There are some things I'm hearing. This is just a flag.
    Thank you.
    For our final five-minute intervention, Ms. Shanahan, go ahead, please.
    Thank you, panellists, for being here today. It's very interesting to hear what you have to say.
    It is my first day on this travelling committee, so I want to come back to a very basic question for each of you. Do you see Canada Post as a service or as a business?
    I'll start with Ms. Huberman.
     I actually see it as a business. Especially when we're living in a new economic paradigm with new social paradigm needs, we have to think of all entities, even those in government, as businesses. It can just break even, but I think we have to think of new ways of doing business and of delivering mail.
    You are trying to fulfill your mandate of mail service to Canadians, but you need to do it through innovative methods, and make sure that your costs are covered, that you are deriving revenue, and that you're also saving for future investments.
    Thank you.
    Ms. Stern.
     I would say Canada Post is a service and should be a service. If it makes money, that's wonderful, but if Canadians are going to get equitable service, then they need to have equitable pricing. Canada Post needs to be seen as a service rather than as a revenue generator.
    A quick way to lose support for Canada Post is for it to be seen as a revenue generator for other parts of the government. We can look at the way people feel about BC Hydro, for example, which is not simply working on cost recovery but is pouring money into the general fund of British Columbia. People are unhappy with BC Hydro.
    That's interesting. Thank you.
    Mr. Armstrong.
    The union would believe Canada Post should be operated as a service first, but naturally it can be run as a business to make sure it's making money and staying sustainable, etc.
    Again, what are the profits for? Where do they go? I mentioned that Canada Post has given $1.5 billion in taxes and dividends to the government since 1991. Maybe those dividends could be put back into expanding services to Canadians and finding efficiencies in the operations.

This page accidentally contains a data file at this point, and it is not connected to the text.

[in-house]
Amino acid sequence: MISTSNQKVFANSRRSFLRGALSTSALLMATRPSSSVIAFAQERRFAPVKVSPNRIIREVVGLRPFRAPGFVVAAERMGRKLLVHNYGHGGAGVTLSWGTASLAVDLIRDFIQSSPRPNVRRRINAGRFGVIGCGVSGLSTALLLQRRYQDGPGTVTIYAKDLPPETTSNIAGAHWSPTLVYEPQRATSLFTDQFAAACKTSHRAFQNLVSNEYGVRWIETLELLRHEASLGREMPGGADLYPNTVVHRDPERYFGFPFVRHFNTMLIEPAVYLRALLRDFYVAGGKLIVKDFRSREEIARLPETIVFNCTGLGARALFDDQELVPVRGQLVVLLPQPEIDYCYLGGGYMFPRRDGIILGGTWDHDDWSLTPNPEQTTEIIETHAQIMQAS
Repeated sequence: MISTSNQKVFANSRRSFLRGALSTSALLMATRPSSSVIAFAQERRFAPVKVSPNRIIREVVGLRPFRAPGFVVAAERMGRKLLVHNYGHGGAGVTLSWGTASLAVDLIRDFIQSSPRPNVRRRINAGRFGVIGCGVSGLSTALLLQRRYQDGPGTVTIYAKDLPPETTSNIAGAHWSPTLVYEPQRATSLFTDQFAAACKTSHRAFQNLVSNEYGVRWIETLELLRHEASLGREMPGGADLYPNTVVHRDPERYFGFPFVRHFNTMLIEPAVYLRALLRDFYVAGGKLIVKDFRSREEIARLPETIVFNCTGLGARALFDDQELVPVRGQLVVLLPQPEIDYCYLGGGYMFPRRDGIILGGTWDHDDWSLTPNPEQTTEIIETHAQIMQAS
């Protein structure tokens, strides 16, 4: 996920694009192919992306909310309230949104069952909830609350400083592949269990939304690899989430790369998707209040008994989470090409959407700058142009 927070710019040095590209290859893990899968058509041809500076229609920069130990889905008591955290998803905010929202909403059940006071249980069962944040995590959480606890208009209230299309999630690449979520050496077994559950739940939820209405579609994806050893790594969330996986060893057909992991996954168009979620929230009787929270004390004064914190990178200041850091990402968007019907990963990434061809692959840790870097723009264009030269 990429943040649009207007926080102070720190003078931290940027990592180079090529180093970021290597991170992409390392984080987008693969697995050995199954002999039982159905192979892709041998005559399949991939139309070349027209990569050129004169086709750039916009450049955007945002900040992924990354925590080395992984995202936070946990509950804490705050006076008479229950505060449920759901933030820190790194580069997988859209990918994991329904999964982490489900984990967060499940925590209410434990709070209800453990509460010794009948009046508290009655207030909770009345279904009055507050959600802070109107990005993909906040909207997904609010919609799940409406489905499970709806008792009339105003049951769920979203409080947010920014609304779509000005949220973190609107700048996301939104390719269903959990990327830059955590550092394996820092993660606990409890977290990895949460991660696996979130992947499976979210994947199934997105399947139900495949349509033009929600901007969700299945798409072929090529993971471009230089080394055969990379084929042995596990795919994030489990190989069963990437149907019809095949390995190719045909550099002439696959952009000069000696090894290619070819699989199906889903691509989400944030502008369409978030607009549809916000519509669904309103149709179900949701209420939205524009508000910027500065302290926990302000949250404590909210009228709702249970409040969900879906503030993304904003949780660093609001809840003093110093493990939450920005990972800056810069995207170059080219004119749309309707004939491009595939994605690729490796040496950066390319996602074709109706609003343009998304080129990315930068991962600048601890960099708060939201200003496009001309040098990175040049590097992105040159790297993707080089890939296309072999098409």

I think it should be service first and business second. One of the reasons the union supported converting Canada Post to a crown corporation back in the 1980s was to allow it to operate more efficiently and sustainably in the long term. Its track record, according to the profit statements from its own records, shows that doing that was a huge success.


     Therein lies the rub: we're getting business, service, and then a combination of the two, and somehow we have to find the balance. Also, we're dealing with a business environment that is changing extremely rapidly.
    We've heard testimony about the services that Canadians appreciate from Canada Post and about some of the challenges and some of the things that are working or not working. What about thinking out of the box now? What kinds of services could we expect from Canada Post, whether that's a service, a business, or a combination of both, Mr. Armstrong?
    I think it's important that we look to what's happened in the world. Again, Canada Post—and Canada—had a successful postal bank since before Confederation, until 1968 when it was shut down. Other countries in the world have had postal banks for decades. Those that haven't have started them up as a way to diversify and bring in more revenue. That's been very successful. I think of Portugal and Morocco as two recent examples of that.
    Is there anything else? You spoke about the postal banks. Is there anything else?
    Well, again, I guess, like The UPS Store, it's about making sure—that was asked earlier—that our retail networks have products and services that people can use to package and deliver items to Canadians. Whatever you need, when you walk in that store, it should be a one-stop shop, from buying the gift to having it packaged, putting a stamp on it, and maybe even having it wrapped for you. There are all sorts of services like that besides the coins and other things. Also, we have other ideas around providing broadband services.
    We'll have to get those ideas at a later date.
     I will say this to all of our panellists. Number one, thank you very much for taking the time out of your very busy schedules to be with us today. Should you have additional information you wish to give to our committee that can help us in our deliberations, please feel free to submit that directly to our clerk. It will form part of the package of information that we will be receiving from across the entire nation.
    Finally, we will be making a report to Parliament. I believe that will be tabled probably somewhere towards the latter part of November, or certainly no later than early December. If you do have additional information, I would ask that you get it in within the next couple of weeks. I would appreciate that very much.
    Once again, thanks to all of you for being here.
     The meeting is adjourned.